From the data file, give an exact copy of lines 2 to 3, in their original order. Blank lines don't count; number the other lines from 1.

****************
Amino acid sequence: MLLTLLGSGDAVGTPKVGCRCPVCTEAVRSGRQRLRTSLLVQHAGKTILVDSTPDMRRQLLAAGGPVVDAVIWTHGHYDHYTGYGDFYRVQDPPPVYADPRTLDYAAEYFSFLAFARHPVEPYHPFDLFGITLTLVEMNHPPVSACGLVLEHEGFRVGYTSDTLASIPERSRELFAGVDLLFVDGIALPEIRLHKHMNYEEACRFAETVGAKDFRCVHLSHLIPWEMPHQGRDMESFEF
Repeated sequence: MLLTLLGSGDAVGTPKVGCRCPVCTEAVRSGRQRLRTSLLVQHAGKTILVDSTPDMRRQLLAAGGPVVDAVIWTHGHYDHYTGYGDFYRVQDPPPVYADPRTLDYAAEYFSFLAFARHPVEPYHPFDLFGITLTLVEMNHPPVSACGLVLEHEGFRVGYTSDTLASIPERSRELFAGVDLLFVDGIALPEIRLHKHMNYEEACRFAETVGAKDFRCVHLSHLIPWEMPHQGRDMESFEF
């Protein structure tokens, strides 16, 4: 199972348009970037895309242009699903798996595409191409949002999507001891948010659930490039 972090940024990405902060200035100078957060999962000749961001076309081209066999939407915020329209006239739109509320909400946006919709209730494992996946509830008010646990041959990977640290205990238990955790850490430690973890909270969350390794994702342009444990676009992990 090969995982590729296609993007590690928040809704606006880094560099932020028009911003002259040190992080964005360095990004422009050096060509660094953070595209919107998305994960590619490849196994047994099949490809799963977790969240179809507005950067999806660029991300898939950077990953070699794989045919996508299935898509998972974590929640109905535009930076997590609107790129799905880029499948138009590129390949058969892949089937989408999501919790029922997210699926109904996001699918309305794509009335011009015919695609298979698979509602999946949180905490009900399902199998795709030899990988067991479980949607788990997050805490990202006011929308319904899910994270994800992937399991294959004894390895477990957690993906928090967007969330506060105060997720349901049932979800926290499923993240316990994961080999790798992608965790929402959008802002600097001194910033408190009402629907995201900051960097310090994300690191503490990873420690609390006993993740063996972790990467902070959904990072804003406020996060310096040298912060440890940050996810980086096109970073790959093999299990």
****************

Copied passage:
Repeated sequence: MLLTLLGSGDAVGTPKVGCRCPVCTEAVRSGRQRLRTSLLVQHAGKTILVDSTPDMRRQLLAAGGPVVDAVIWTHGHYDHYTGYGDFYRVQDPPPVYADPRTLDYAAEYFSFLAFARHPVEPYHPFDLFGITLTLVEMNHPPVSACGLVLEHEGFRVGYTSDTLASIPERSRELFAGVDLLFVDGIALPEIRLHKHMNYEEACRFAETVGAKDFRCVHLSHLIPWEMPHQGRDMESFEF
């Protein structure tokens, strides 16, 4: 199972348009970037895309242009699903798996595409191409949002999507001891948010659930490039 972090940024990405902060200035100078957060999962000749961001076309081209066999939407915020329209006239739109509320909400946006919709209730494992996946509830008010646990041959990977640290205990238990955790850490430690973890909270969350390794994702342009444990676009992990 090969995982590729296609993007590690928040809704606006880094560099932020028009911003002259040190992080964005360095990004422009050096060509660094953070595209919107998305994960590619490849196994047994099949490809799963977790969240179809507005950067999806660029991300898939950077990953070699794989045919996508299935898509998972974590929640109905535009930076997590609107790129799905880029499948138009590129390949058969892949089937989408999501919790029922997210699926109904996001699918309305794509009335011009015919695609298979698979509602999946949180905490009900399902199998795709030899990988067991479980949607788990997050805490990202006011929308319904899910994270994800992937399991294959004894390895477990957690993906928090967007969330506060105060997720349901049932979800926290499923993240316990994961080999790798992608965790929402959008802002600097001194910033408190009402629907995201900051960097310090994300690191503490990873420690609390006993993740063996972790990467902070959904990072804003406020996060310096040298912060440890940050996810980086096109970073790959093999299990």